Taken together, the results obtained here, with a panel of eight probes chosen from different hosts in the SNSM, indicate a high level of overlap between the T. cruzi domestic and sylvatic transmission cycles as well as complex mixed infections. These complex T. cruzi mixtures are properly differentiated by minicircle hybridization, which was used as described in previous studies containing varied compositions of T. cruzi genotypes in other endemic areas [43, 44]. In addition, a previous survey demonstrated that probes derived from the minicircle variable region of two cloned T. cruzi lineages hybridized only with the clones belonging to the same lineage . This indicates that the resolving power of this method is high and it allows for the resolution of mixed infections. Moreover, it has been demonstrated in other geographic areas with this type of genotyping that in many cases, there is hybridization with more than one probe, suggesting that mixed infections are frequent in vertebrate and invertebrate hosts [46, 47].
Finally, given the strong social structure as well as the political and cultural life of the communities, we propose the development of a prevention and control program for Chagas disease arising from the real needs of each community that does not clash with their beliefs and convictions. Such a program should be developed in conjunction with the health authorities of competent indigenous organizations and must include (1) primary health education with activities including conversations with the community, the development of books in their own language, and training for indigenous health workers, teachers, and community leaders; (2) recognition of the major risk factors by the community and the identification of the times of the year when these risks are increased; (3) implementation of control methods that reduce the possibility of human–vector contact, such as pyrethroid impregnated bednets, spraying the leaves of the palm before roofing houses, as have been implemented in other countries ; (4) teaching the communities how to handle the wild animals that are a part of their diet to avoid possible contamination in the event that these animals are infected with T. cruzi; (5) installation of a continuous entomological and serological monitoring program in these communities to be managed by indigenous health workers and supervised by competent authorities; and (6) treatment of the infected people.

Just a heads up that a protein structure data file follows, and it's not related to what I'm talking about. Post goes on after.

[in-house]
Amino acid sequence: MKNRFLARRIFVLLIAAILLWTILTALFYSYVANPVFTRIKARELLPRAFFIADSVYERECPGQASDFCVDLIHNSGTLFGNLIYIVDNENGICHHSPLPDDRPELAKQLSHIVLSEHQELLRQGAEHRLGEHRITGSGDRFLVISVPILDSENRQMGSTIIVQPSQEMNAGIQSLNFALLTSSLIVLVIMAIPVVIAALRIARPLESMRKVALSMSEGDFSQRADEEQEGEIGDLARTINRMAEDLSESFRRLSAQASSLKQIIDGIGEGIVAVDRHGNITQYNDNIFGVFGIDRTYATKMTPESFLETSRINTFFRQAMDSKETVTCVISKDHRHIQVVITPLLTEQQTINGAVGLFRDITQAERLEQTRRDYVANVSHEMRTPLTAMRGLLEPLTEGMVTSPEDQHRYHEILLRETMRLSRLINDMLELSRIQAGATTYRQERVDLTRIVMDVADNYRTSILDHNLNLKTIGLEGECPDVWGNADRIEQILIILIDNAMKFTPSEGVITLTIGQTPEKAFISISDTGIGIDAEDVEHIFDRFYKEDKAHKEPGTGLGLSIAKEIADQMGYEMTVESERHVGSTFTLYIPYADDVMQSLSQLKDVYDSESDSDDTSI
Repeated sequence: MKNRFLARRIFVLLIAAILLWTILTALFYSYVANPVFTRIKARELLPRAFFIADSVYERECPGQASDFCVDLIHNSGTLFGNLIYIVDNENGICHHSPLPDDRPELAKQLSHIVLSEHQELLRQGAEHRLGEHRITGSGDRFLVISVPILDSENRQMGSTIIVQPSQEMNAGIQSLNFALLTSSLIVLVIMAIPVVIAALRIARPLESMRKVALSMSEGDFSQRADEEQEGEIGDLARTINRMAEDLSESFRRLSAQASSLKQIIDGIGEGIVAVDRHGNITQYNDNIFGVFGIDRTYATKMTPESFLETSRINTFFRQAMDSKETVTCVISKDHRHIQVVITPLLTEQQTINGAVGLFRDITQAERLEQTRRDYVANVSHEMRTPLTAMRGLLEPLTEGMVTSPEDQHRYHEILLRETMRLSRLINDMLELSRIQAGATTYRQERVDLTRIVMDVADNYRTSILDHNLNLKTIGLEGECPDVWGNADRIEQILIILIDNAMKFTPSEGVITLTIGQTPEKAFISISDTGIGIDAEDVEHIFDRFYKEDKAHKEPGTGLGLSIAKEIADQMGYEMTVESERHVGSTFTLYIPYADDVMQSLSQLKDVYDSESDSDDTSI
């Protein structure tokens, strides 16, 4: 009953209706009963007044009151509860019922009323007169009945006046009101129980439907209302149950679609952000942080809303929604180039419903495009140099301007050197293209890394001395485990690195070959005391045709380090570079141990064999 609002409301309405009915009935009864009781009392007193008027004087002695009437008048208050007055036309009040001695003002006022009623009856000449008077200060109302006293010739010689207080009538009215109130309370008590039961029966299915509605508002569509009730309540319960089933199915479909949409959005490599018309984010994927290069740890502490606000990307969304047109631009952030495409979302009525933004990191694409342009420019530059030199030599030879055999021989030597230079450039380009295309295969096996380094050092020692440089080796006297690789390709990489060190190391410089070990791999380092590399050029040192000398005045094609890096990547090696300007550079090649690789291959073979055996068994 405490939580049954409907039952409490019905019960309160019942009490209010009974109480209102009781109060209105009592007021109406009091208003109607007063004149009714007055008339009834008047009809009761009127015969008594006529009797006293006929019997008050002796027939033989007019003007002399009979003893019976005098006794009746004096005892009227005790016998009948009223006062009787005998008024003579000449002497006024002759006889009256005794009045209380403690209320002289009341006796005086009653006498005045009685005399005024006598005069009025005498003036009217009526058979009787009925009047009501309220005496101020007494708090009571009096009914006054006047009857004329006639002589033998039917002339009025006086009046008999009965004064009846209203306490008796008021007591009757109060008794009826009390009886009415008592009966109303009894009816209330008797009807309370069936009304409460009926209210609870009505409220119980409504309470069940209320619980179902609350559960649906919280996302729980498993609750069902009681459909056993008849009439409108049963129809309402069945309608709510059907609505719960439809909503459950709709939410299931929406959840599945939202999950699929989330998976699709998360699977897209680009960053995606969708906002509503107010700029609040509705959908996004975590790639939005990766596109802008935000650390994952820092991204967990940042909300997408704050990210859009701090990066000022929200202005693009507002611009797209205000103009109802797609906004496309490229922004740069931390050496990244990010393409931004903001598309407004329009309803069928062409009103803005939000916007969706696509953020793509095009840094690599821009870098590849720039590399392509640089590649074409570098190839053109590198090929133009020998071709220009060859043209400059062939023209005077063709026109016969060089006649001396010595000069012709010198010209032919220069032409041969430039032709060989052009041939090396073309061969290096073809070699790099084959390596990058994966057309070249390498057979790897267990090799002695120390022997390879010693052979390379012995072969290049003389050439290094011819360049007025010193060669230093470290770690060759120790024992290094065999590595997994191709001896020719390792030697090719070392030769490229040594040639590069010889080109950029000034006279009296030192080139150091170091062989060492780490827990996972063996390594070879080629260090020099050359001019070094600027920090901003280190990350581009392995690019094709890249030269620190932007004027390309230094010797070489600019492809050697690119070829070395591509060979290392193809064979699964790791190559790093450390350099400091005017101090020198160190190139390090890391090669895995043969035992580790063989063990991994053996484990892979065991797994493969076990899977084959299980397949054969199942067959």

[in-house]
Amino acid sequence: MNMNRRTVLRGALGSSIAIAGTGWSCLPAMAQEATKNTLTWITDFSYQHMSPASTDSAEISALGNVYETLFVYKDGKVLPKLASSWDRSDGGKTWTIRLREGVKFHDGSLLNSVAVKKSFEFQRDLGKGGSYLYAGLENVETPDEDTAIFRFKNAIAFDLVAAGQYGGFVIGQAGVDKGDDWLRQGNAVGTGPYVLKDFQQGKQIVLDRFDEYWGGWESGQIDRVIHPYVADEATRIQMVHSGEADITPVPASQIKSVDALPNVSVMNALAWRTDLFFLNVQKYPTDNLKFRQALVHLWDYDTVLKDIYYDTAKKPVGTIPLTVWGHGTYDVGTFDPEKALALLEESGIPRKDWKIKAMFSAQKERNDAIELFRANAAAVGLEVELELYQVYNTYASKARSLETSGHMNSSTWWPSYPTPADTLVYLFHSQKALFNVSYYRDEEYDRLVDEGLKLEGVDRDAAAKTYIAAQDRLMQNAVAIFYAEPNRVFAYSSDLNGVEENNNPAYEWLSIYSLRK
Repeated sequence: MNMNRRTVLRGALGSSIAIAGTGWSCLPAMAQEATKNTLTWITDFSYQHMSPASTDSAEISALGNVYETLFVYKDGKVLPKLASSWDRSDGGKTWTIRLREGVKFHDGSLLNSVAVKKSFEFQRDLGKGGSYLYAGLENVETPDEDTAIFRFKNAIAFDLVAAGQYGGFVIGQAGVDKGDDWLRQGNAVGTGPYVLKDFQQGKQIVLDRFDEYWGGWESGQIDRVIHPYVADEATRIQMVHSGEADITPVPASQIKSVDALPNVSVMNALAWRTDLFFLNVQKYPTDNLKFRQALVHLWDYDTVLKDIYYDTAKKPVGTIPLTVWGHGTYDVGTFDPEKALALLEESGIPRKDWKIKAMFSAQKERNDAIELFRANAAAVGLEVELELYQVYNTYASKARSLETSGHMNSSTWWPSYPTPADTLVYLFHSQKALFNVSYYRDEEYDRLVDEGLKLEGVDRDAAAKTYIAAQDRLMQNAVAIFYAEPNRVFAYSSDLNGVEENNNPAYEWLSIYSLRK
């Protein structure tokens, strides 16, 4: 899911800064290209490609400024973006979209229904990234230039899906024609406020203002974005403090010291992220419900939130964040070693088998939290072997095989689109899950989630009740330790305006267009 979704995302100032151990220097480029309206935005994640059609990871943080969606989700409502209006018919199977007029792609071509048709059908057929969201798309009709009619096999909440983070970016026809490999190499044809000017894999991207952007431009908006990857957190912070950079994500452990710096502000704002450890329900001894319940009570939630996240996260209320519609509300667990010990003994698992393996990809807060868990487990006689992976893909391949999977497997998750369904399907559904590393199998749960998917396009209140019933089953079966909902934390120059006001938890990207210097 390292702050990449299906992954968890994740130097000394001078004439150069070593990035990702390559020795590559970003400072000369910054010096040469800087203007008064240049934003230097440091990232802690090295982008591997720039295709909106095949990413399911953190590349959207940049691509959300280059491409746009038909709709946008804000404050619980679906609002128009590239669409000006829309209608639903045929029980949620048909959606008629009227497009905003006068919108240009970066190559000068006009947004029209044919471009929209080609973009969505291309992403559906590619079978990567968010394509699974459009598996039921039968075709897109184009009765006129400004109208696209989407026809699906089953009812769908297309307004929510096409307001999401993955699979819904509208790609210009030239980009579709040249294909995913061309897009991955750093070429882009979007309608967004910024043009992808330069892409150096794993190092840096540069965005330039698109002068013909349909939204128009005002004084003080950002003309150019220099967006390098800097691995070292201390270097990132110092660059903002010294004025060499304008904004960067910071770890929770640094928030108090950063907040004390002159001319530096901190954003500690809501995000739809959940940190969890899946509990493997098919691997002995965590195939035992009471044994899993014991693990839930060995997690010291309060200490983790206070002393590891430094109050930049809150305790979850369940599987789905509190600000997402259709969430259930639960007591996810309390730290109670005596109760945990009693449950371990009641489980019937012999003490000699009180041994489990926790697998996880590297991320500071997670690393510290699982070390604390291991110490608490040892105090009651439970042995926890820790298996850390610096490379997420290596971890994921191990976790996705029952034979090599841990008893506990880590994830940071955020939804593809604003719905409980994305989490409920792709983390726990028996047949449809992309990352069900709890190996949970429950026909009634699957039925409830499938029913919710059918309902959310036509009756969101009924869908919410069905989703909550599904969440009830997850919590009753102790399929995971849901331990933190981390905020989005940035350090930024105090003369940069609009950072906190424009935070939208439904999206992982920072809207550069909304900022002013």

Active transmission of T. cruzi is present in four indigenous communities of the SNSM, Colombia with overlap between the domestic and sylvatic transmission cycles, which primarily results from the social, ecological, environmental and cultural conditions of the indigenous people.
WHO: Global Health Observatory (GHO): causes of death in 2008. Global health observatory data repository: World Health Organization. 2011, wwwwhoint/ghodata/
Calzada JE, Pineda V, Garisto JD, Samudio F, Santamaria AM, Saldaña A: Human trypanosomiasis in the eastern region of the Panama Province: new endemic areas for Chagas disease. Am J Trop Med Hyg. 2010, 82: 580-582. 10.4269/ajtmh.2010.09-0397.
Dib J, Agudelo L, Vélez I: Prevalencia de patologías tropicales y factores de riesgo en la comunidad indígena de Bunkuimake, Sierra Nevada de Santa Marta. Duazary. 2006, 3: 7-
Parra G, Restrepo M, Restrepo B, Domínguez J: Estudio de Tripanosomiasis americana en dos poblados indígenas de la Sierra Nevada de Santa Marta, Colombia. Revista CES Medicina. 2004, 18: 4-
Verdú J, Ruiz M: Control del Chagas en comunidades guaraníes: conocimiento y hábitos higiénicos dentro del proyecto de mejoramiento de viviendas en Bolivia. Gac Sanit. 2003, 17: 3-
Montilla M, Soto H, Parra E, Torres M, Carrillo P, Lugo L, Colorado J, Arias MT: Infestation by triatomine bugs in indigenous communities of Valledupar, Colombia. Rev Saude Publica. 2011, 45: 773-780. 10.1590/S0034-89102011005000037.